Thursday, June 10, 2010

book review: The Lacuna by Barbara Kingsolver

The Lacuna: A Novel
The backstory: I wanted to read The Lacuna when it first came out. I loved the subject matter, as I have long been an admirer of Diego Rivera and Frido Kahlo. Although I have never read Barbara Kingsolver, which always surprises people, as she is my kind of writer (and at one point owned all of her books, which was, sadly, a quick way to ensure they were never my top reading priority.) When The Lacuna made the shortlist for the 2010 Orange Prize, I finally found the impetus to read this behemoth of a novel, which won the 2010 Orange Prize yesterday.

The basics: The Lacuna is the story of Harrison Sheperd, a fictional character whose life crosses paths with notable figures and appears in historic places throughout his life in Mexico and the United States. The story is told through letters, diaries and newspaper articles. There are notes from Sheperd's archivist sprinkled throughout to guide the reader and provide clues as to why this portion of the story was in the form.

My thoughts: I wanted to love this book. I love the idea of this book. I was inspired and intrigued by the author's opening  notes on sources. All articles from The New York Times in the novel were real, but all other newspaper articles were invented. It's a wonderful tool to let even your readers not familiar with the events help separate the real from the imagined. I studied art history in college, and I learned a lot about Rivera and Kahlo. I've always been fascinated by eccentric liberal artists, so I was well-versed in their association with the Communist party. I spent a semester in high school studying HUAC and McCarthyism, and it seemed obvious to me this novel was leading to the second Red Scare. It was intentionally self-reverential, as the reader knew our hero must do something important with his life if we're reading his childhood diaries, but Kingsolver sometimes beats that point home with sly humor:

“A drastic home life, sir. Something like a novel.” “Well, then. One can only hope you are writing it all down.” “No, sir, only some of it. On the interesting days. On most of the days it’s along the lines of a bad novel with no character learning any moral.”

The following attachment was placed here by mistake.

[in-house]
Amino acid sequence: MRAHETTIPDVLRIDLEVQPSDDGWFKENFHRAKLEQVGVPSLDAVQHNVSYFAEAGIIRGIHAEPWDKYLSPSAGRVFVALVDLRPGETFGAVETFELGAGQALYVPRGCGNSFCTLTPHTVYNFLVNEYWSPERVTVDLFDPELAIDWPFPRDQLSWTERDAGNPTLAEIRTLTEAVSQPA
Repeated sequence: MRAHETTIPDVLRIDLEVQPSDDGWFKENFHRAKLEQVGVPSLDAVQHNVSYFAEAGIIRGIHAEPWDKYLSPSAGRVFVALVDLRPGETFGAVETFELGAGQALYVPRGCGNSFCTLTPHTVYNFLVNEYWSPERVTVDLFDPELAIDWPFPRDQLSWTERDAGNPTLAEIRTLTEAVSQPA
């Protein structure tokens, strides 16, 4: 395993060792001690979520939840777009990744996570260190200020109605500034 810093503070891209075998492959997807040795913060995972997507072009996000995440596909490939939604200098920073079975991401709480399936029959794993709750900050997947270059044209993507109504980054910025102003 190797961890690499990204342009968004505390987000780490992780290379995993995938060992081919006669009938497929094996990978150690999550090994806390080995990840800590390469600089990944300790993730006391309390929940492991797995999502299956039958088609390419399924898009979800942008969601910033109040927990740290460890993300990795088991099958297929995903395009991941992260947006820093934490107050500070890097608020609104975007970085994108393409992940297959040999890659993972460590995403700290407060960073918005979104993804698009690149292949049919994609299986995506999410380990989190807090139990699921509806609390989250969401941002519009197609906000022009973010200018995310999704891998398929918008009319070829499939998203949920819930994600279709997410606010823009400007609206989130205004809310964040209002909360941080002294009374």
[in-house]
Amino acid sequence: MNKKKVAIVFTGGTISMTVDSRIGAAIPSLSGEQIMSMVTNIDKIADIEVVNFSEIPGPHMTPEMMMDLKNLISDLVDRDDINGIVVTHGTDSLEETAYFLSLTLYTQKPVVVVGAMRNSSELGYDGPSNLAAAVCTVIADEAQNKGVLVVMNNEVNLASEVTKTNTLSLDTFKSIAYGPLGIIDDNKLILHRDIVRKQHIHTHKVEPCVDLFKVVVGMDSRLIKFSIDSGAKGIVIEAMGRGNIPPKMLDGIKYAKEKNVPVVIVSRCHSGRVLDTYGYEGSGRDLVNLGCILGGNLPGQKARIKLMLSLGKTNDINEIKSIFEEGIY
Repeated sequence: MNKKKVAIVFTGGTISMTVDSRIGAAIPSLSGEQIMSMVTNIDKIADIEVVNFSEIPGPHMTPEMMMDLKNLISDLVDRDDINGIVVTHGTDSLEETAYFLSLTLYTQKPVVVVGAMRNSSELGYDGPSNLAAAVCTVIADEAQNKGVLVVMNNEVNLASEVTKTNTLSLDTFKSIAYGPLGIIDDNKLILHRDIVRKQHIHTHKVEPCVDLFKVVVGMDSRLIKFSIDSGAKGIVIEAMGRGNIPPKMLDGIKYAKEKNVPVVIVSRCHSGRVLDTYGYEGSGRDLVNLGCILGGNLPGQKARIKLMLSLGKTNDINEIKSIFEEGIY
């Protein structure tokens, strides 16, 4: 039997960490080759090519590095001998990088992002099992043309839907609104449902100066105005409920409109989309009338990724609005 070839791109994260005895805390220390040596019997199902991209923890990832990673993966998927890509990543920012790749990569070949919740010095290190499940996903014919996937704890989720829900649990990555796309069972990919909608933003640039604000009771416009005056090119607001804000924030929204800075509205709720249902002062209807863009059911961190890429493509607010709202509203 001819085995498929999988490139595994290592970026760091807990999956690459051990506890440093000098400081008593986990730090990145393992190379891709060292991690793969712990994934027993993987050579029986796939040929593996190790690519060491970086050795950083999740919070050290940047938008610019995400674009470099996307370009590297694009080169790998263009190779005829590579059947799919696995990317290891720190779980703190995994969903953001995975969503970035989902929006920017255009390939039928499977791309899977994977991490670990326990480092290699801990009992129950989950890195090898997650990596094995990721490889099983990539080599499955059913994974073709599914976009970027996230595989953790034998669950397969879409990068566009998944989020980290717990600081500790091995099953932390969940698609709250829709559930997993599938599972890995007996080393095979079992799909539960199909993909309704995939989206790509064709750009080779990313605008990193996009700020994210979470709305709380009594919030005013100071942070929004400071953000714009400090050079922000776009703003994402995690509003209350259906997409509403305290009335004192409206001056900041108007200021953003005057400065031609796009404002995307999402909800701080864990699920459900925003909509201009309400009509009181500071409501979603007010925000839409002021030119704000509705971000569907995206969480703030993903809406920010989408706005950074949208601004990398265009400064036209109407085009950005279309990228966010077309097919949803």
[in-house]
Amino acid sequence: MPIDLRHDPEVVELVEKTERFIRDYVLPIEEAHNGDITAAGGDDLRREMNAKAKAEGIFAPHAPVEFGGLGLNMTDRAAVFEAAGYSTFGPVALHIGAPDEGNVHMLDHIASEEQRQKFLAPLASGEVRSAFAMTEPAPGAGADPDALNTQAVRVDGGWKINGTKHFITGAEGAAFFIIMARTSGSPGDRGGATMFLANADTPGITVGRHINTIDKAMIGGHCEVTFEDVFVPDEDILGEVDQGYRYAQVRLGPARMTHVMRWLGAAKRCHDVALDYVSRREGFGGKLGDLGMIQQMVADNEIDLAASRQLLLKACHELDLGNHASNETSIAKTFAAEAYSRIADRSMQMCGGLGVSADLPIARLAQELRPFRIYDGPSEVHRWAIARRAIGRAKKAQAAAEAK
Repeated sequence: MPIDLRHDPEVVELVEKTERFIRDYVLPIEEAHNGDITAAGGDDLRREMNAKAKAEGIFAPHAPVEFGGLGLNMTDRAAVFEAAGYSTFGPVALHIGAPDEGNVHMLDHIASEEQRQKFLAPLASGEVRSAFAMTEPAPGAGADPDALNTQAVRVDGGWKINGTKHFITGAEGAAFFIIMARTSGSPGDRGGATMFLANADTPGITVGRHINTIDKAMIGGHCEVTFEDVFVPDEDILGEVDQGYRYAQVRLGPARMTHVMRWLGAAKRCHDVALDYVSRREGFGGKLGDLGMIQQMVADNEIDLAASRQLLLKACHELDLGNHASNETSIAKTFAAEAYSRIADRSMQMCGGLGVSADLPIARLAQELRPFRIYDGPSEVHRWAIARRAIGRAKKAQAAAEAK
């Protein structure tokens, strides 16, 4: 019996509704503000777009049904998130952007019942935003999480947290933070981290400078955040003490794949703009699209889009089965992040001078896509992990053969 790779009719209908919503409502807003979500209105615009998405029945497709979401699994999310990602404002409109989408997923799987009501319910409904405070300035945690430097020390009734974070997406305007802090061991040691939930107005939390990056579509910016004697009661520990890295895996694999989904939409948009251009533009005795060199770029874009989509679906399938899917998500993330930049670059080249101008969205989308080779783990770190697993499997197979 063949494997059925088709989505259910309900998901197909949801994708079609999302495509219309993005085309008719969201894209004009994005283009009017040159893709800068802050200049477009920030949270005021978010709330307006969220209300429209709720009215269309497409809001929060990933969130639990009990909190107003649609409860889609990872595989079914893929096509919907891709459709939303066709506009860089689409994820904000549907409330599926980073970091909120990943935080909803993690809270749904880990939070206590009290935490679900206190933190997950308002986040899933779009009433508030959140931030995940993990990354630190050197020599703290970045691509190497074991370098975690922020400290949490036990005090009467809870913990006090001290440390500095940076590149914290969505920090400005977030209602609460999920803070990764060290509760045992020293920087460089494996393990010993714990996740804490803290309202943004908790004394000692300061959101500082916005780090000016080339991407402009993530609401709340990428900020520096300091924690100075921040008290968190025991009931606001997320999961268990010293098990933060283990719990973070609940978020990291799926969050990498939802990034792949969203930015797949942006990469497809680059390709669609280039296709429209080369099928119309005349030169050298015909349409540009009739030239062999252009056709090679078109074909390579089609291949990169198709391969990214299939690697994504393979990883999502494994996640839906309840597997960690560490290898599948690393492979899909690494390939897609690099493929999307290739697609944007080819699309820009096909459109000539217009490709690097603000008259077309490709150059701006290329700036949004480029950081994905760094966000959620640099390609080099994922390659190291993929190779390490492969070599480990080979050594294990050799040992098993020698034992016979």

But fiction is nonsense, the war is real.
The story’s droll assertion: heroes may be less than heroic, while the common man saves the day.
The novel’s tender theme is a longing for home. 
This book has it all: blood-curdling treachery, and even heart interest. The female pulse will race for handsome Indian prince Cuautla. With the speed of a locomotive the story hurtles to its epic conclusion. 
Harrison Shepherd is a novelist and a seemingly ordinary man in the midst of twentieth century icons.

Overall, the pace of this novel was off for me. I knew the seemingly boring details were important and leading to something, but it was so slow. I wonder if my familiarity with the subjects of this book and my own leftist political leanings left me unsurprised and rather uninspired. There was no great revelation for me in this novel, but there were certainly moments of brilliance:
“I see. And are you trustworthy?” “It’s a hard question to answer, sir. Saying ‘yes’ could prove either case.” He seemed to like that answer, smiling a little.
But others, like the Times, speak the truth on all inconsequential occasions, so they can deceive the public with the requisite authority when it becomes necessary.”
“I don’t mean to offend the journalists; they aren’t any different from other people. They’re merely the megaphones of the other people.”
But the task has no freedom in it. A record meant for another’s eyes is not recording, but spying. 
 People love to read about sins and errors, but not their own.
There were a lot of passages and moments I enjoyed in this novel, but there were many, many more I found superfluous and un-engaging.

The verdict: I would have rather read about Kingsolver's research process. The idea of this novel is award-worthy, but this novel mostly fell flat and made fascinating subjects quite dull.

Orange thoughts: It's no secret I was pulling for The White Woman on the Green Bicycle or Black Water Rising to win. They're better novels than The Lacuna, and the Prize would mean so much more to relatively unknown writers. Daisy Goodwin, chair of the Orange Prize Committee, said they chose The Lacuna because "it is a book of a breathtaking scale and shattering moments of poignancy." My bias leads me to think her statement better reflects both Black Water Rising and The White Woman on the Green Bicycle, but I do agree there are shattering moments of poignancy, as there were in all of the shortlist books. Here are a few of my favorite poignant moments from The Lacuna: